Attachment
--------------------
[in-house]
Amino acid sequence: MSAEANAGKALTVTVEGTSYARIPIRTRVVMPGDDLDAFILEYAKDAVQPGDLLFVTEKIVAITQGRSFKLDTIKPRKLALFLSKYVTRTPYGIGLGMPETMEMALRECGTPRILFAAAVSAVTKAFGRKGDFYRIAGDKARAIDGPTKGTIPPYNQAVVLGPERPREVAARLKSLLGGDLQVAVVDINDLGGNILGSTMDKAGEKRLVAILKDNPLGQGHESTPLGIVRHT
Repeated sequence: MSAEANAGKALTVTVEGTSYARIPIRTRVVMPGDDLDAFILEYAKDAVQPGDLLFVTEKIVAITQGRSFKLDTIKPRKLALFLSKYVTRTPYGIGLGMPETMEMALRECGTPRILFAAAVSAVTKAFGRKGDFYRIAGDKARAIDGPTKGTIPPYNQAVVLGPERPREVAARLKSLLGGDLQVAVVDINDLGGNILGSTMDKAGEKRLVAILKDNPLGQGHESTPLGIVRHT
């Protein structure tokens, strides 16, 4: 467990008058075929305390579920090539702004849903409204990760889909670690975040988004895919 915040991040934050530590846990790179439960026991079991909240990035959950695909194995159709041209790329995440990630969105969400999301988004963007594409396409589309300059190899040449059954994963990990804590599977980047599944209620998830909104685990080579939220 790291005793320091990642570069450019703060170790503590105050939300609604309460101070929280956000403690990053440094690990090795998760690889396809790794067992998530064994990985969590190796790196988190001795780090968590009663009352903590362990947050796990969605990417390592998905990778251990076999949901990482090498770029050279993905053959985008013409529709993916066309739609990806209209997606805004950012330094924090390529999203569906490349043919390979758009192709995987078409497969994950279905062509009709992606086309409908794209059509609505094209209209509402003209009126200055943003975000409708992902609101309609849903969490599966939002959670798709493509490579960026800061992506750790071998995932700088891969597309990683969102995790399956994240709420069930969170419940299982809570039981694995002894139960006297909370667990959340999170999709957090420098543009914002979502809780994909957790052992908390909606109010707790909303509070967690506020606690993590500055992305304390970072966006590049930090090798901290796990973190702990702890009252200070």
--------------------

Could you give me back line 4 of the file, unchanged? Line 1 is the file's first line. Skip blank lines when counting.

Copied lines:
């Protein structure tokens, strides 16, 4: 467990008058075929305390579920090539702004849903409204990760889909670690975040988004895919 915040991040934050530590846990790179439960026991079991909240990035959950695909194995159709041209790329995440990630969105969400999301988004963007594409396409589309300059190899040449059954994963990990804590599977980047599944209620998830909104685990080579939220 790291005793320091990642570069450019703060170790503590105050939300609604309460101070929280956000403690990053440094690990090795998760690889396809790794067992998530064994990985969590190796790196988190001795780090968590009663009352903590362990947050796990969605990417390592998905990778251990076999949901990482090498770029050279993905053959985008013409529709993916066309739609990806209209997606805004950012330094924090390529999203569906490349043919390979758009192709995987078409497969994950279905062509009709992606086309409908794209059509609505094209209209509402003209009126200055943003975000409708992902609101309609849903969490599966939002959670798709493509490579960026800061992506750790071998995932700088891969597309990683969102995790399956994240709420069930969170419940299982809570039981694995002894139960006297909370667990959340999170999709957090420098543009914002979502809780994909957790052992908390909606109010707790909303509070967690506020606690993590500055992305304390970072966006590049930090090798901290796990973190702990702890009252200070």